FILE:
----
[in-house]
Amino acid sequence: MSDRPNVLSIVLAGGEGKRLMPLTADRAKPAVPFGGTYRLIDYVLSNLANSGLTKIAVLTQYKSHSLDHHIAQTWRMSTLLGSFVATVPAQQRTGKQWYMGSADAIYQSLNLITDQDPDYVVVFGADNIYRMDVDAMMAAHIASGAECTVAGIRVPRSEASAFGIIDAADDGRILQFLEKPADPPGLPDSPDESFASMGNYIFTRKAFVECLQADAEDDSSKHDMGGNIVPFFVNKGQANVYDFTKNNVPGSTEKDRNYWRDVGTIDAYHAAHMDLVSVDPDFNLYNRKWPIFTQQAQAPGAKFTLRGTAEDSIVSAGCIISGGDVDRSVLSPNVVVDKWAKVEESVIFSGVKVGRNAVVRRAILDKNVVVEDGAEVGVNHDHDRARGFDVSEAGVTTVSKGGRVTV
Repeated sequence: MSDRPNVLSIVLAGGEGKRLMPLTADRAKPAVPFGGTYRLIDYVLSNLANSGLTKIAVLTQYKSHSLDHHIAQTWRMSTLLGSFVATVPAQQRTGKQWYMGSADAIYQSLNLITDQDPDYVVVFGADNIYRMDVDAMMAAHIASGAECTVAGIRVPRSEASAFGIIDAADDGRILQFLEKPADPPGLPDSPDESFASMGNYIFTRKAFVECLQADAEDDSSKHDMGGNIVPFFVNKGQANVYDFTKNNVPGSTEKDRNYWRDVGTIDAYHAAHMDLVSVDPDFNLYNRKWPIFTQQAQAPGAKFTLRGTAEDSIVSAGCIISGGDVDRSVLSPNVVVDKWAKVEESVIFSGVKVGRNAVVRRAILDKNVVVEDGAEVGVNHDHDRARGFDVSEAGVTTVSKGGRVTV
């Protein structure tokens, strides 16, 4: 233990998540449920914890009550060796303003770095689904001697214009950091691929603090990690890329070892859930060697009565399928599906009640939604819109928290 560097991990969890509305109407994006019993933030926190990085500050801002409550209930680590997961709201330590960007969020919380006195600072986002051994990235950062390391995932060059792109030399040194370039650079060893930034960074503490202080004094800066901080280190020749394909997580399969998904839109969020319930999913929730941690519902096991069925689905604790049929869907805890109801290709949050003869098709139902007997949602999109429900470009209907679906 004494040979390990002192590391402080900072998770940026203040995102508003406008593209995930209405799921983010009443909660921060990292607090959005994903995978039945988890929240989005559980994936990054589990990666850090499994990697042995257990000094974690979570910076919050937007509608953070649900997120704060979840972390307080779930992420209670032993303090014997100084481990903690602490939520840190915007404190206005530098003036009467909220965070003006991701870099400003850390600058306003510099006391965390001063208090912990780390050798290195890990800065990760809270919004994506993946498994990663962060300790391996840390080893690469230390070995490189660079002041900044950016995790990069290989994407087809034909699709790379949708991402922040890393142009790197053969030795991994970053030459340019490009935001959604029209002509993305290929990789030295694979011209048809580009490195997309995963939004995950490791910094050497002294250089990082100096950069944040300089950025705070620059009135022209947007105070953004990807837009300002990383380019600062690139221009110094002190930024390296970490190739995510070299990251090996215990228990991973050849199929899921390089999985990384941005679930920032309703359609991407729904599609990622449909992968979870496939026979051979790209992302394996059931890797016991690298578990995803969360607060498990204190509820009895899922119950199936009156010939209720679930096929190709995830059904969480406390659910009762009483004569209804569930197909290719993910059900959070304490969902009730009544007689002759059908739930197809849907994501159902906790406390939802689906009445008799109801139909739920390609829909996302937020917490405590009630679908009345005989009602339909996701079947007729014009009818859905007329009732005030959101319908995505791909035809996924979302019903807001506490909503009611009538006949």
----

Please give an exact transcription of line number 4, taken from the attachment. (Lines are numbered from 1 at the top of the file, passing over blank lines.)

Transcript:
């Protein structure tokens, strides 16, 4: 233990998540449920914890009550060796303003770095689904001697214009950091691929603090990690890329070892859930060697009565399928599906009640939604819109928290 560097991990969890509305109407994006019993933030926190990085500050801002409550209930680590997961709201330590960007969020919380006195600072986002051994990235950062390391995932060059792109030399040194370039650079060893930034960074503490202080004094800066901080280190020749394909997580399969998904839109969020319930999913929730941690519902096991069925689905604790049929869907805890109801290709949050003869098709139902007997949602999109429900470009209907679906 004494040979390990002192590391402080900072998770940026203040995102508003406008593209995930209405799921983010009443909660921060990292607090959005994903995978039945988890929240989005559980994936990054589990990666850090499994990697042995257990000094974690979570910076919050937007509608953070649900997120704060979840972390307080779930992420209670032993303090014997100084481990903690602490939520840190915007404190206005530098003036009467909220965070003006991701870099400003850390600058306003510099006391965390001063208090912990780390050798290195890990800065990760809270919004994506993946498994990663962060300790391996840390080893690469230390070995490189660079002041900044950016995790990069290989994407087809034909699709790379949708991402922040890393142009790197053969030795991994970053030459340019490009935001959604029209002509993305290929990789030295694979011209048809580009490195997309995963939004995950490791910094050497002294250089990082100096950069944040300089950025705070620059009135022209947007105070953004990807837009300002990383380019600062690139221009110094002190930024390296970490190739995510070299990251090996215990228990991973050849199929899921390089999985990384941005679930920032309703359609991407729904599609990622449909992968979870496939026979051979790209992302394996059931890797016991690298578990995803969360607060498990204190509820009895899922119950199936009156010939209720679930096929190709995830059904969480406390659910009762009483004569209804569930197909290719993910059900959070304490969902009730009544007689002759059908739930197809849907994501159902906790406390939802689906009445008799109801139909739920390609829909996302937020917490405590009630679908009345005989009602339909996701079947007729014009009818859905007329009732005030959101319908995505791909035809996924979302019903807001506490909503009611009538006949």